Clearly, the overworked teacher—whose classroom is twice the size it should be—breathes a sigh of relief when the boy who was loudly interrupting and bouncing in and out of his seat last week now sits quietly and pays attention because he’s taken his pill. And the parents of the girl who refused to do her homework and responded defiantly to every request are overjoyed when she sits down to study unprompted and obsequiously does what she’s told. But behavioral improvements wear off when the drug is out of the child’s system; the efficacy (and dangers) of long-term use of these medications is unknown; and, eventually, children, parents, and teachers will be forced to confront the repercussions of delaying the development of internal coping mechanisms in lieu of a chemical straitjacket.
It seems that pharmaceutical companies are the big winners here. Through alliances with supposedly unbiased organizations such as Children and Adults with Attention Deficit Hyperactivity Disorder (CHADD), drug manufacturers have created additional avenues for hyping their products. It was recently discovered that over the course of a few years CHADD had received over $1 million from Novartis, the maker of Ritalin.
“I’ve been offered $100 to sit and listen to someone talk about ADHD, funded by Adderall, for fifteen minutes…” Lawrence Diller has said. And the marketing of these drugs doesn’t stop with physicians, “parent groups,” or researchers: drug companies are now going straight to the consumer.
In a recent issue of Parade Magazine, a full-page ad celebrates “[p]utting control of your child’s ADHD right where it belongs…in your hands.” The beneficent company so concerned with your child’s well-being is Shire US Inc., “Your ADHD Support Company.” Nowhere does the ad mention that Shire US Inc. is part of the international pharmaceutical company Shire—which manufactures the ADHD drugs Adderall and Adderall XR.
As the consumption of psychotropic drugs reaches an all-time high, few of us seem willing to question why. However, because the pharmaceutical empires producing these drugs are big businesses that must turn hefty profits in order to survive, we not only have a right but a responsibility to question their motives. In no area is this questioning more important than in the realm of our children’s health.
The coming chapters will show you how the symptoms of ADD/ADHD can be alleviated and eradicated through non-drug methods. Giving Ritalin or any other stimulant or psychotropic drug to a child masks the actual health problems he or she is experiencing—and postpones improvement of neurological functioning. Parents, doctors, and teachers should realize that, almost invariably, when children “misbehave” they are actually trying to communicate to us that something is wrong. An inability to sit still and listen, to pay attention, or to follow through with things indicates that something in the brain and the nervous system in general is not working properly. Wouldn’t it be better to figure out what isn’t working properly in the brain, then permanently fix the problem, rather than just manage symptoms with toxic drugs? This book shows you how.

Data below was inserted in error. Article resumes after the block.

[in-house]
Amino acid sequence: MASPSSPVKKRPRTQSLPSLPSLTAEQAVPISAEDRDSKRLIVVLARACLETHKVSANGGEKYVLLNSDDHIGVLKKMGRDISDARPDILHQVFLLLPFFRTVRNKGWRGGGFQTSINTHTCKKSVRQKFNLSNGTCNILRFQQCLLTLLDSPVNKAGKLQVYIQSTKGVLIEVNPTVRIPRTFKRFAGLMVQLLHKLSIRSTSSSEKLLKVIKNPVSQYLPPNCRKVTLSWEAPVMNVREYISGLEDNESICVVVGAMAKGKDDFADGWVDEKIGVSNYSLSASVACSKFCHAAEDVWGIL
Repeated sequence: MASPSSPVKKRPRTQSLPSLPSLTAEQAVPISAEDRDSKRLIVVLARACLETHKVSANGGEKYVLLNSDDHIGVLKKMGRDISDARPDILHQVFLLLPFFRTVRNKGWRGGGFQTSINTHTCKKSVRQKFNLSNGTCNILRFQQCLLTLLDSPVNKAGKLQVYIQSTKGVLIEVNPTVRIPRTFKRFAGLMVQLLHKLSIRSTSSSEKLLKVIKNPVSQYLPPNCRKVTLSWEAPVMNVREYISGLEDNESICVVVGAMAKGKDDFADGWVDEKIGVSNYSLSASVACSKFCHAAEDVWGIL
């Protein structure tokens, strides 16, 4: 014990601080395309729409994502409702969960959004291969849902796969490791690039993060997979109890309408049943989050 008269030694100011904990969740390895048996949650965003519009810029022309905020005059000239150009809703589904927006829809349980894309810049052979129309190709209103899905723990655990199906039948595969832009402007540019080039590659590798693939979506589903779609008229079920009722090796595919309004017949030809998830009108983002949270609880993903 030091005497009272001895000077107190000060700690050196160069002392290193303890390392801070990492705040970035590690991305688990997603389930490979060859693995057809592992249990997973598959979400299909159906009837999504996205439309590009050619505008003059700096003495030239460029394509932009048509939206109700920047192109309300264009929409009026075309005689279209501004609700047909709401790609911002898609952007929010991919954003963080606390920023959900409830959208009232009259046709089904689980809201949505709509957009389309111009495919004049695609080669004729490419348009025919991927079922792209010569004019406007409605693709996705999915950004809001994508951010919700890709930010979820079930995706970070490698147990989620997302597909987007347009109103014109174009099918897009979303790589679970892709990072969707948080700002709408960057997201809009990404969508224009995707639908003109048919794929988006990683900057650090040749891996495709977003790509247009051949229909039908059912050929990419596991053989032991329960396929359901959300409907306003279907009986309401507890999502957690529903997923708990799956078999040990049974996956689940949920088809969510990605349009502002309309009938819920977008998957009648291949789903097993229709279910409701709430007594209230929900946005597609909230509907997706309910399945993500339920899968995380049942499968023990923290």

U.S. Drug Enforcement Administration, “News Release: Methylphenidate,” 20 October 1995. <http://www.dea.gov/pubs/pressrel/pr951020.htm>.
 William J. Bailly, Indiana Prevention Resource Center (Indiana University), “Factline on Non-Medical Use of Ritalin,” Factline No. 9 November 1995. <http://www.onelife.com/edu/indiana.html>.
 Physician’s Desk Reference (Montvale, NJ: Medical Economics Co., 1995).
 National Institutes of Health, “Diagnosis and Treatment of Attention Deficit Hyperactivity Disorder: Consensus Development Conference Statement,” 16–18 November 1998. <http://consensus.nih.gov/1998/1998AttentionDeficitHyperactivityDisorder110html.htm>.
 “A Dose of Reality,” Adbusters July/August 2001, 16.
 Fact sheet from Eli Lilly, the drug’s manufacturer. Available online at http://www.strattera.com/1_2_taking_strattera/1_2_4_safety.jsp.
 Consider also the perspective on behavioral problems, including attention disorders, offered by The HANDLE Institute, discussed at http://www.handle.org and described in Chapter 5.
 “Kids Are Suffering Legal Drug Abuse,” The Boston Globe 26 September 1999.
 “A Dose of Reality,” 16
 “The Business of ADHD,” Frontline (PBS) April 2001.